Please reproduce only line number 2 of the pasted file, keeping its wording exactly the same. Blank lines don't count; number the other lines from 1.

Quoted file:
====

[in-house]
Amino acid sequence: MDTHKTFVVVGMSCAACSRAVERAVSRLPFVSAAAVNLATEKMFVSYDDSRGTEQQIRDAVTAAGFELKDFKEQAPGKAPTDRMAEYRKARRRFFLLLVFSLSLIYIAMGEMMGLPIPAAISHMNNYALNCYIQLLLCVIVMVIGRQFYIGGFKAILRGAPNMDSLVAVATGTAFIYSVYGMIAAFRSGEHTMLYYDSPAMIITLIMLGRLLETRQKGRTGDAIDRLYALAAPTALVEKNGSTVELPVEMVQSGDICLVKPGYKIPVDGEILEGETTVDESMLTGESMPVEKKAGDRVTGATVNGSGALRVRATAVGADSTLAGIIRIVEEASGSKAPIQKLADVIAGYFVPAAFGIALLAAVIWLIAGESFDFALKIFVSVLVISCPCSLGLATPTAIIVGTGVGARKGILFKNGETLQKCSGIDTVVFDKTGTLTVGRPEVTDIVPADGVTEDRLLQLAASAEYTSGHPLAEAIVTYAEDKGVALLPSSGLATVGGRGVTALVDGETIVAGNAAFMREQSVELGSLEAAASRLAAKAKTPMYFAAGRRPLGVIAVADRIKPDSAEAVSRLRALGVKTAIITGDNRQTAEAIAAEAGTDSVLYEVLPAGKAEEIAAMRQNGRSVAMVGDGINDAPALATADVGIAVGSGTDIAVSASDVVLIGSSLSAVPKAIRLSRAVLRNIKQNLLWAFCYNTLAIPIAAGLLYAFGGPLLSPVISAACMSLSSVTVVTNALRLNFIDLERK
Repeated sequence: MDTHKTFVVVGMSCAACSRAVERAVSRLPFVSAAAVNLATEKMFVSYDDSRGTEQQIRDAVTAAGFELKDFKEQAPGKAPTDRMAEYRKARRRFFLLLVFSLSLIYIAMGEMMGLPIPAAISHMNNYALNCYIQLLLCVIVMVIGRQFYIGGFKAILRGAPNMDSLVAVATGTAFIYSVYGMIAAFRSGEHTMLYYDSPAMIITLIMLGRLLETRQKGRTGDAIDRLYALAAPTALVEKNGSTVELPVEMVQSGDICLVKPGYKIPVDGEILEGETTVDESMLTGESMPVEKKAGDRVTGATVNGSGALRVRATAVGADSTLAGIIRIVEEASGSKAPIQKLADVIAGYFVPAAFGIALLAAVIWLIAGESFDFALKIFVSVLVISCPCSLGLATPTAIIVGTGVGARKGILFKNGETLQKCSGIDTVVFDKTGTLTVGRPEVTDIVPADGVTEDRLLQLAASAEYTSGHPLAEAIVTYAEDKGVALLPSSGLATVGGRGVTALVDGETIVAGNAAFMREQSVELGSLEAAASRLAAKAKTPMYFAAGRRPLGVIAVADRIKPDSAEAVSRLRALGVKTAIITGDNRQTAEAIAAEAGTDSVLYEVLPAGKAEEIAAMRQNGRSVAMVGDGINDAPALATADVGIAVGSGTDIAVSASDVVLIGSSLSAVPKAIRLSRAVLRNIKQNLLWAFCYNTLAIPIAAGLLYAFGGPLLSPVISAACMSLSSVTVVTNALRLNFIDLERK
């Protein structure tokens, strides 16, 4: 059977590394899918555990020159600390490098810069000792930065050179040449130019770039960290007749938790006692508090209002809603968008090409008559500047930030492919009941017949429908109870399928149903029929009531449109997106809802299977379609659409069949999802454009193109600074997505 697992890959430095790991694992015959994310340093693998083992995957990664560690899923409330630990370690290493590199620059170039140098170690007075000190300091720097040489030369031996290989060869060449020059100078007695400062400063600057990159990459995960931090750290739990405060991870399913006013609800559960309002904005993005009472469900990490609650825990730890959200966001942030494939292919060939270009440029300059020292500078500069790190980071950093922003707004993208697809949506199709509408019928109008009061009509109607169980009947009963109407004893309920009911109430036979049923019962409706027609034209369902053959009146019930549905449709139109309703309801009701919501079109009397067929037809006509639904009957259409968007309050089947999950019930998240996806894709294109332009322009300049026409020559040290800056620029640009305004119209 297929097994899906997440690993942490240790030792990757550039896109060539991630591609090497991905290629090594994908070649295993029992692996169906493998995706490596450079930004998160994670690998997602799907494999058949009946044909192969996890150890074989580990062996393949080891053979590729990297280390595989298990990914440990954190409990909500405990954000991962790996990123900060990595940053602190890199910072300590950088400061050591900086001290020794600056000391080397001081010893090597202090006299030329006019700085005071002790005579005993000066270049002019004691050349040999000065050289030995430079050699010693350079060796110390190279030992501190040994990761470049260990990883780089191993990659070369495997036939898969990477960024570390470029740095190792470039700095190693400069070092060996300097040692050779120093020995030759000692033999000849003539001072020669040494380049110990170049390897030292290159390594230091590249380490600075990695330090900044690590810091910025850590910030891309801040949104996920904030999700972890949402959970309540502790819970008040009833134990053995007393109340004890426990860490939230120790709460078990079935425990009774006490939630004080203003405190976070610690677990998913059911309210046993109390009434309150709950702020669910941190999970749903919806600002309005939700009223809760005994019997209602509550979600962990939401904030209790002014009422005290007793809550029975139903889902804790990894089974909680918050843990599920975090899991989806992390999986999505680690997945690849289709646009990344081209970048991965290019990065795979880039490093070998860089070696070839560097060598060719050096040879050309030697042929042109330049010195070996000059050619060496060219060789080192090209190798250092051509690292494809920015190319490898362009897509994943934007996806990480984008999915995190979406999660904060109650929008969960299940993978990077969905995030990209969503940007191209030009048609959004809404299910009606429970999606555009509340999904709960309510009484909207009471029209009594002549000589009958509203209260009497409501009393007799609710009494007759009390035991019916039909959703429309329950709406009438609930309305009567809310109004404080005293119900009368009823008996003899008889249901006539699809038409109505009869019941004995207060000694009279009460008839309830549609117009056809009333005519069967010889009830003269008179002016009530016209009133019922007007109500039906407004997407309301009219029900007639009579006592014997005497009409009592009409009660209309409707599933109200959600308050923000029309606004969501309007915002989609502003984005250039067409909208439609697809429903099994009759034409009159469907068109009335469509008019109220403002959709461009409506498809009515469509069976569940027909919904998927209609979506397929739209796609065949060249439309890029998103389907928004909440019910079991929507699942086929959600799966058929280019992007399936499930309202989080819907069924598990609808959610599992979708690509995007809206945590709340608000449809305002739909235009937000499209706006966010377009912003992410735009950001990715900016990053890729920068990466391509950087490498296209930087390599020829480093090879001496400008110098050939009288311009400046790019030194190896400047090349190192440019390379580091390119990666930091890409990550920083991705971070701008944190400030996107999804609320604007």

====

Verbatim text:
Amino acid sequence: MDTHKTFVVVGMSCAACSRAVERAVSRLPFVSAAAVNLATEKMFVSYDDSRGTEQQIRDAVTAAGFELKDFKEQAPGKAPTDRMAEYRKARRRFFLLLVFSLSLIYIAMGEMMGLPIPAAISHMNNYALNCYIQLLLCVIVMVIGRQFYIGGFKAILRGAPNMDSLVAVATGTAFIYSVYGMIAAFRSGEHTMLYYDSPAMIITLIMLGRLLETRQKGRTGDAIDRLYALAAPTALVEKNGSTVELPVEMVQSGDICLVKPGYKIPVDGEILEGETTVDESMLTGESMPVEKKAGDRVTGATVNGSGALRVRATAVGADSTLAGIIRIVEEASGSKAPIQKLADVIAGYFVPAAFGIALLAAVIWLIAGESFDFALKIFVSVLVISCPCSLGLATPTAIIVGTGVGARKGILFKNGETLQKCSGIDTVVFDKTGTLTVGRPEVTDIVPADGVTEDRLLQLAASAEYTSGHPLAEAIVTYAEDKGVALLPSSGLATVGGRGVTALVDGETIVAGNAAFMREQSVELGSLEAAASRLAAKAKTPMYFAAGRRPLGVIAVADRIKPDSAEAVSRLRALGVKTAIITGDNRQTAEAIAAEAGTDSVLYEVLPAGKAEEIAAMRQNGRSVAMVGDGINDAPALATADVGIAVGSGTDIAVSASDVVLIGSSLSAVPKAIRLSRAVLRNIKQNLLWAFCYNTLAIPIAAGLLYAFGGPLLSPVISAACMSLSSVTVVTNALRLNFIDLERK